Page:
Perhaps best known for his time in avant- punk funksters Rip, Rig And Panic, pianist Mark Springer has since gone on to compose for string ensembles, and double album The Watching Bird showcases his chamber music.
Springer’s non-confrontational approach to rhythm and melody avoids any trace of the strident compositional language associated with the more avant-garde wing of the classical scene. Instead, The Portentino Piano Quartet and The Watching Bird String Quartets are characterised by tonal moods whose warm, measured qualities evoke the trills of Bax or Ravel. That’s not to say Springer’s writing lacks drive and pace. He frequently constructs an agitated dialogue between the light and dark of the string quartet’s respective registers, and engaging, discursive melodies are stretched out across twitchy rhythms. However, both discs proffer an air of restraint.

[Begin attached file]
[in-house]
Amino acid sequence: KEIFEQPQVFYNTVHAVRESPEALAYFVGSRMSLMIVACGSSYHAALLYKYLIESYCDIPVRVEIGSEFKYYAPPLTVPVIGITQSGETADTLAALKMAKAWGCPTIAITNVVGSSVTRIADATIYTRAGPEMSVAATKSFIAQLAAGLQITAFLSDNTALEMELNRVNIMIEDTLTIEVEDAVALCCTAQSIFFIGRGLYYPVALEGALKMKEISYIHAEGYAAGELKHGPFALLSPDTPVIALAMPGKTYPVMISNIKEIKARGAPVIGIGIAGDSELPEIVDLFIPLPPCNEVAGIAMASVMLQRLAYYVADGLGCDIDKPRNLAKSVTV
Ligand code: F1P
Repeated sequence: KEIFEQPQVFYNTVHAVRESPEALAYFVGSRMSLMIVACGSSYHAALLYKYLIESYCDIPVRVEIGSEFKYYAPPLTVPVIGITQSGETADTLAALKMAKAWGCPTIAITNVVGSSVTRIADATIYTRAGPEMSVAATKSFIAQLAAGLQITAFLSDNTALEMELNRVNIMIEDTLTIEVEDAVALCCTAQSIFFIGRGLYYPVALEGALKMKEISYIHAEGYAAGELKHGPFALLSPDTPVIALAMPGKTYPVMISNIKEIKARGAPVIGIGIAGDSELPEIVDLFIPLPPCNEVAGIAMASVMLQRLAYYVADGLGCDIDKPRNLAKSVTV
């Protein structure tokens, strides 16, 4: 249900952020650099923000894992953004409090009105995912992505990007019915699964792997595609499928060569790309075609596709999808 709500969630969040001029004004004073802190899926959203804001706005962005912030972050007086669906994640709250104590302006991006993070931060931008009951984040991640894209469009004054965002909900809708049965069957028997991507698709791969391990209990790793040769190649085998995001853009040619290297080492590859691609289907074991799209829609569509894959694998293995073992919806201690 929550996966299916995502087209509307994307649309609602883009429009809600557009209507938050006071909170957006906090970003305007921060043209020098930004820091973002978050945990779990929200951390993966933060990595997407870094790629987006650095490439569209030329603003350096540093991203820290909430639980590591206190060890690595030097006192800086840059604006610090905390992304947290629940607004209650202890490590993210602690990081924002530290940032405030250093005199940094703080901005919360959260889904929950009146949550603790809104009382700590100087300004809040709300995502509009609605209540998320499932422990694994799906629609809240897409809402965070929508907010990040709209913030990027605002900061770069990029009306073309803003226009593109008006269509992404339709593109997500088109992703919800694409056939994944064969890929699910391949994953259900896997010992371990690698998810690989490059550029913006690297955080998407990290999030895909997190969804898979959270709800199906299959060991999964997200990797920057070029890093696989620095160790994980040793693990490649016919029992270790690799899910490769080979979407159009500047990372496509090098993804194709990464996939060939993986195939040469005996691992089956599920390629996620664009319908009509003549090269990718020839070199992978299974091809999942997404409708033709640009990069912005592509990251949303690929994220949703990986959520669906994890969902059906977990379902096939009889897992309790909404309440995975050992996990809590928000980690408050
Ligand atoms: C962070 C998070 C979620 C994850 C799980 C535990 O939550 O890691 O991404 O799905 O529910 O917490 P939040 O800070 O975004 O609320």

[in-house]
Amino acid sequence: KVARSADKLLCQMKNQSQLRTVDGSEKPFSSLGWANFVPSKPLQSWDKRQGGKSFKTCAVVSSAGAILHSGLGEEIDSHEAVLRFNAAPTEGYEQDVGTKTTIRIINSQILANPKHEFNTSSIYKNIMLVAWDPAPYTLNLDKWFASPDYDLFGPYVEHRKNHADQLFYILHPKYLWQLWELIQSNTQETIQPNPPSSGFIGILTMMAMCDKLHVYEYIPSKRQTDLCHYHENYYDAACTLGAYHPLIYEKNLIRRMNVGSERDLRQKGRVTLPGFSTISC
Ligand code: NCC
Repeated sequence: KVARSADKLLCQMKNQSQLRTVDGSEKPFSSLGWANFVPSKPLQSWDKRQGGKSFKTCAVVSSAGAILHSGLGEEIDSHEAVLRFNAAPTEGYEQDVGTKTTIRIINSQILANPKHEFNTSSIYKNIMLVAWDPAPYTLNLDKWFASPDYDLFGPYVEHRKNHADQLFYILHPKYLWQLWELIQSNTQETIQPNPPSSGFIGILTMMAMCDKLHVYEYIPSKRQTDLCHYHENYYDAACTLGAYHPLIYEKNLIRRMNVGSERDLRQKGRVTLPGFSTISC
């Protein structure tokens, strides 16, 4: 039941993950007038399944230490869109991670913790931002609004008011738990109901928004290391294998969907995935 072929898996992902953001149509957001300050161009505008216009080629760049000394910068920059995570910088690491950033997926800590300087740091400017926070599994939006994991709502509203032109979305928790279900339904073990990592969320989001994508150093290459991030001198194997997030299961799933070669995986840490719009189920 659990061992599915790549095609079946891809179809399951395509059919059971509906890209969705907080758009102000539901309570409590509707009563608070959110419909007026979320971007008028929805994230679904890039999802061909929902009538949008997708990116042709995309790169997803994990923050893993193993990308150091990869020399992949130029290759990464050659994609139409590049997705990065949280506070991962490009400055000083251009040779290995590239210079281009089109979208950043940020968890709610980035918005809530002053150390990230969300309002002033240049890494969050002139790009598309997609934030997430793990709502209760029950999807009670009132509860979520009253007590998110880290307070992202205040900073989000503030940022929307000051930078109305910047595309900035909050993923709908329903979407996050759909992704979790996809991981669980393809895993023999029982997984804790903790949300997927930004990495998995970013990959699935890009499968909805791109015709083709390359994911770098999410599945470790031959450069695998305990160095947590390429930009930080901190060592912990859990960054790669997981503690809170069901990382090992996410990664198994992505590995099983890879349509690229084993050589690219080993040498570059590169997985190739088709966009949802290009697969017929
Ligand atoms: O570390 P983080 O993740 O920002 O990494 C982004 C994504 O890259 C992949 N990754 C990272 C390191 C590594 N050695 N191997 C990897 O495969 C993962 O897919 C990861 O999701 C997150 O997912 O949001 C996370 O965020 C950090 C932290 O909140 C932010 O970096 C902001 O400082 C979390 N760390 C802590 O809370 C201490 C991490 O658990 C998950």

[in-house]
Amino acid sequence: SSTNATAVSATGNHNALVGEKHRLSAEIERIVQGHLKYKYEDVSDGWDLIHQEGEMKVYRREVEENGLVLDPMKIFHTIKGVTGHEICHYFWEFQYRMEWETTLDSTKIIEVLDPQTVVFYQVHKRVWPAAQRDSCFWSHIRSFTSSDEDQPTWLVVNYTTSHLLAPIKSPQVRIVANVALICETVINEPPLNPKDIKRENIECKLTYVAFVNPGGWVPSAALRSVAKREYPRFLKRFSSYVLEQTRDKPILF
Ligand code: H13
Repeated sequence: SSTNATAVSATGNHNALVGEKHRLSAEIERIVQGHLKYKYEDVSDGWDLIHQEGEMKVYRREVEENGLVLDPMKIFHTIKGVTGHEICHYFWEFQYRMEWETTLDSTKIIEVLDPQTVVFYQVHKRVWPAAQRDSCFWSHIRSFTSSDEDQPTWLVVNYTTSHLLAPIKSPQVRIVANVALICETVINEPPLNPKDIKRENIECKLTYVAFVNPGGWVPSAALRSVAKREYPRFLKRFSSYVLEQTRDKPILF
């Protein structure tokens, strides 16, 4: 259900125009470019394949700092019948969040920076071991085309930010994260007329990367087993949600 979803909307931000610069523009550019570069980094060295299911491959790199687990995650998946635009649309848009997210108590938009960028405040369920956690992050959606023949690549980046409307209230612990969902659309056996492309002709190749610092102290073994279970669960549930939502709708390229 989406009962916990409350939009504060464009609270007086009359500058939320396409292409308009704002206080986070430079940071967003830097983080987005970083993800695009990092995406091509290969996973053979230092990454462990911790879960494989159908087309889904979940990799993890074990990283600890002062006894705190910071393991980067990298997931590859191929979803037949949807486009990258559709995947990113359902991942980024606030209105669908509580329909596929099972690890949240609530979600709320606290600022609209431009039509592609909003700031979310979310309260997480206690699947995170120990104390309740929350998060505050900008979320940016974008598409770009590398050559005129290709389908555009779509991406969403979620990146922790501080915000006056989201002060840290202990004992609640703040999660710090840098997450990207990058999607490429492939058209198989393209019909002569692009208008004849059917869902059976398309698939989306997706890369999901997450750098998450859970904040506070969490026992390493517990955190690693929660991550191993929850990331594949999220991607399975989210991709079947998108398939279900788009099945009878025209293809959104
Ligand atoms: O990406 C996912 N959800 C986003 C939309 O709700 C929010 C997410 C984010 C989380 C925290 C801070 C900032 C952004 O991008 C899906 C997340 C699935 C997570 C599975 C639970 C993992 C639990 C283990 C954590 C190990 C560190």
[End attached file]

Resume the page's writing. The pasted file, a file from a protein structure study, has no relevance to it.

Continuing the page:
Released simultaneously, The Rip, Rig And Panic Piano Solos finds Springer revisiting older material as a springboard into newer solo settings. Though sometimes tender and lyrical, there’s an energetic spikiness far removed from his string quartets. Bristling with momentum, it’s exhilarating and adventurous.